Congress intended Sec. 503 to guide federal agencies in using their purchasing power to bring about better employment opportunities for the handicapped. Rogers v. Frito-Lay, Inc., 433 F.Supp. 200, 202 (N.D.Tex.1977), aff'd, 611 F.2d 1074 (5th Cir.), cert. denied sub nom. Moon v. Roadway Express, Inc., 449 U.S. 889, 101 S.Ct. 246, 66 L.Ed.2d 115 (1980). The FRA provides only a limited administrative remedy for non-compliance, and neither the statute nor the relevant regulations afford a complainant an individual remedy or right to participate in proceedings. See 29 U.S.C. Sec. 793(a)-(b); 41 C.F.R. Secs. 60-741.26(g), -741.28 (1993). In contrast, Article 49B permits an individual to file a complaint for relief with the Commission. Pursuant to Article 49B, the MCHR possesses broad powers to issue a consensual order requiring an employer to eliminate discrimination and reinstate an employee, and to award further equitable relief. University of Md. v. Boyd, 93 Md.App. 303, 311, 612 A.2d 305, 309 (1992).
Additionally, the MCHR argues that legislative history suggests that the FRA was not intended to be comprehensive, nor to preempt anti-discrimination claims against federal contractors. The First Circuit considered the legislative history of the FRA in Ellenwood v. Exxon Shipping Co., 984 F.2d 1270 (1st Cir.), cert. denied, --- U.S. ----, 113 S.Ct. 2987, 125 L.Ed.2d 682 (1993), and determined it did not evidence an intent to serve as comprehensive legislation to the exclusion of all state law claims. Id. at 1276-77. The court dismissed the argument that the risk of conflicting judgments is much greater if state law claims are not preempted, as it was unlikely that Congress intended to immunize federal contractors from obligations under state handicap discrimination statutes. Id. at 1277.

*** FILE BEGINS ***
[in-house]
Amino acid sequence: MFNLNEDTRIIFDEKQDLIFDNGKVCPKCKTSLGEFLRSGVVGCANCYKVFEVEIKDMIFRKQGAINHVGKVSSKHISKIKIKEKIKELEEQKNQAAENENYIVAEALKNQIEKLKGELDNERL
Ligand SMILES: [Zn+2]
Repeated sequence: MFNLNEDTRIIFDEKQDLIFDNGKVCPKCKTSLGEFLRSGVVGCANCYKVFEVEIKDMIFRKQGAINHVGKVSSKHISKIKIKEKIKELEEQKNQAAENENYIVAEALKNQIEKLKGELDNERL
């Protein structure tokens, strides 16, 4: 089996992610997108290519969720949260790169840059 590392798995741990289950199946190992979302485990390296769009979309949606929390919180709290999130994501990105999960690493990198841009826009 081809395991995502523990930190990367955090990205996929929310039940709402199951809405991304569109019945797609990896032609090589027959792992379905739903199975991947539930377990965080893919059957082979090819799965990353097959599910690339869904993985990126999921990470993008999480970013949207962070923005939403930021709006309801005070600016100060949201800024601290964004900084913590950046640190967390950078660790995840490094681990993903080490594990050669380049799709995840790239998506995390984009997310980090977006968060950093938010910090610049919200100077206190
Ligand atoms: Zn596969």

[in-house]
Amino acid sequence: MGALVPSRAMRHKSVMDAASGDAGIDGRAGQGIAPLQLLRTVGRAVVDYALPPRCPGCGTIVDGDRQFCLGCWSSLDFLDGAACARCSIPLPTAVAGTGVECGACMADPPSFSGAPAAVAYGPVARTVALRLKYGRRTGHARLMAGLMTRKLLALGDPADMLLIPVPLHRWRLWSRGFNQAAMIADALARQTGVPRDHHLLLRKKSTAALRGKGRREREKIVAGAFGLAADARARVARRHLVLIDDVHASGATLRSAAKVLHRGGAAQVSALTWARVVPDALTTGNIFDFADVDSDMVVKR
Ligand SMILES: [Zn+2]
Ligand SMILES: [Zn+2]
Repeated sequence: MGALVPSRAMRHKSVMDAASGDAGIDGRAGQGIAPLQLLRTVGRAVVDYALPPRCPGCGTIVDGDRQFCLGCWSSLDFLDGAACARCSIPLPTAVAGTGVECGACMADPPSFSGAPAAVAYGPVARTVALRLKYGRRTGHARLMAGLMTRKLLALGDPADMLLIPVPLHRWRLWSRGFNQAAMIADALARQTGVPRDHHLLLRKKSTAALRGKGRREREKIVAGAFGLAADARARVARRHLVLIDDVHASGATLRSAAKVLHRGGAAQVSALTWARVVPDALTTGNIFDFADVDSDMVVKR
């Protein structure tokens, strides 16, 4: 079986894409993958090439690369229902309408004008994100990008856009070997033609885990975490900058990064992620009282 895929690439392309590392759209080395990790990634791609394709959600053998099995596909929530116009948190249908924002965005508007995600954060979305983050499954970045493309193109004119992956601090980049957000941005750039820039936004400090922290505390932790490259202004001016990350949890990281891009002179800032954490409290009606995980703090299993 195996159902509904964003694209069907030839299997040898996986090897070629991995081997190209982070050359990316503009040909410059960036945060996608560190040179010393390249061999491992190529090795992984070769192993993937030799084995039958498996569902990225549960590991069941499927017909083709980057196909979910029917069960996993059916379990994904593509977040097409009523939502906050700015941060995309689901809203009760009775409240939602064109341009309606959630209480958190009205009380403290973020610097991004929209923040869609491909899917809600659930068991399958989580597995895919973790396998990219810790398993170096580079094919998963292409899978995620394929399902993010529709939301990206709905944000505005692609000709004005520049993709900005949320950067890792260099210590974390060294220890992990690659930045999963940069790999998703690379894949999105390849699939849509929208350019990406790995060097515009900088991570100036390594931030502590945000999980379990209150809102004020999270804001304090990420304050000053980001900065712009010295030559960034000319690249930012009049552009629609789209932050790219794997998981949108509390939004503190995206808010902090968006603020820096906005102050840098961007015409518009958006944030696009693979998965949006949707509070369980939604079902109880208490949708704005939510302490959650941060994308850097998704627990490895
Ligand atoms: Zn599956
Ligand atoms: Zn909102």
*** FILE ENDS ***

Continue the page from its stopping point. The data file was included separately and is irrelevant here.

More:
Although Martin Marietta contends that the holding in Howard v. Uniroyal, Inc., 719 F.2d 1552 (11th Cir.1983), dictates preemption of Price's claims, the Ellenwood court emphasized the narrow application of Howard. In Howard, the plaintiff attempted to enforce Sec. 503 rights as a third-party beneficiary of an affirmative action clause contained in contracts between plaintiff's employer and the federal government. 719 F.2d at 1555. The Howard court reasoned that plaintiff's attempt to broaden the enforcement of Sec. 503 rights would frustrate the purposes of the FRA, and found preemption because "Congress left no room in section 503(b) for state contract actions to supplement it." Id. at 1559-60, 1562. The court in Ellenwood was presented with a state law claim of handicap discrimination. 984 F.2d at 1272-73. The Ellenwood court found the Howard holding inapplicable to the claim, as the plaintiff in Howard had attempted to use state law to supplement the federal scheme, even though Congress intended the federal administrative remedy as the sole means of enforcement of the Sec. 503 claim. Id. at 1276. The plaintiff in Ellenwood, in contrast, sought enforcement of independent obligations created by state anti-discrimination law, rather than Sec. 503. Id.